Hoa Lo Prison is one of the most important historical relics of Vietnam, witnessing the glorious and tragic pages of the nation's history. It is also an attractive and meaningful tourist destination for those who want to learn about Vietnam's past and present. Discover this interesting place with BDATrip now!
Hoa Lo Prison is located at 1 Hoa Lo Street, Hoàn Kiếm District, Hanoi, a historical destination right in the city center, close to famous tourist spots such as Hoàn Kiếm Lake and the Hanoi Opera House. Visitors can choose from various transportation modes including buses, motorcycles, taxis, or walking.
If traveling by bus, visitors can take routes such as 01, 02, 09, 14, 18, 23, 36, 38, 40, 86, and get off at nearby stations like Hang Bai, Hang Khay, or Ly Thuong Kiet, which are about 5-10 minutes walk from the prison. For motorbike taxis, taxis, motorcycles, or bicycles, follow Tran Hung Dao, Hai Ba Trung, or Quang Trung streets, and turn into Hoa Lo Street, easily recognizable by its red sign and red brick wall. Upon arrival, you can park your vehicle at a nearby parking lot.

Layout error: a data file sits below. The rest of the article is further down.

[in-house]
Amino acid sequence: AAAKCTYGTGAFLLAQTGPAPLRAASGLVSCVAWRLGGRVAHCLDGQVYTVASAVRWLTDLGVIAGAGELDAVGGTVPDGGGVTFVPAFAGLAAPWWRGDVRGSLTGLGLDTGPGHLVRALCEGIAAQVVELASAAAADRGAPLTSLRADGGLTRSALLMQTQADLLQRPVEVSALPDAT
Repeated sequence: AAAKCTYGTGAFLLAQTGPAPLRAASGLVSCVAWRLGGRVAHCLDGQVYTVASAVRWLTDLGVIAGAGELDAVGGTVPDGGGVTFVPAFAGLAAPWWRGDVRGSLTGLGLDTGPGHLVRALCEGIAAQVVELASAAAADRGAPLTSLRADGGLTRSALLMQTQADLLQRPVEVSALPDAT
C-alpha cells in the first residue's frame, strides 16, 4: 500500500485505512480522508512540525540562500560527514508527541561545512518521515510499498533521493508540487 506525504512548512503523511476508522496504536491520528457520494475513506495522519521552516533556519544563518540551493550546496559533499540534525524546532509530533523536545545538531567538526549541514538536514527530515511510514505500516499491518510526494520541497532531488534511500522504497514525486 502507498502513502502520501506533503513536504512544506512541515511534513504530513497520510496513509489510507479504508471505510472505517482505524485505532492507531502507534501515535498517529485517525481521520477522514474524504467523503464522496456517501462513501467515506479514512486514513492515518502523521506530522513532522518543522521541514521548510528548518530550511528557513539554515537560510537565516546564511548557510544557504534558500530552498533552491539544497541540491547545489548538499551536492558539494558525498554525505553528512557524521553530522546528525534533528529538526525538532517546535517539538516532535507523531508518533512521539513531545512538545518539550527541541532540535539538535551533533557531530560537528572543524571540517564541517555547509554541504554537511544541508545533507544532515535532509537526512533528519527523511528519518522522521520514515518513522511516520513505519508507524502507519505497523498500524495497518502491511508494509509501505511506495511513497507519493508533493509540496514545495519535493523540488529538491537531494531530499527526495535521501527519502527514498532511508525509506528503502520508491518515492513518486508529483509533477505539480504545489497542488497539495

If you choose to walk, try exploring the neighboring streets like Hang Bai, Hang Khay, Hang Bong, Hang Gai, and discover the small alleys that preserve the imprints of old Hanoi.
Hoa Lo Prison is open every day of the week, from Monday to Sunday, from 8 am to 5 pm, making it easy and convenient for visitors to explore and learn about the nation's history. Tickets can be purchased at the ticket counter or pre-booked through travel websites.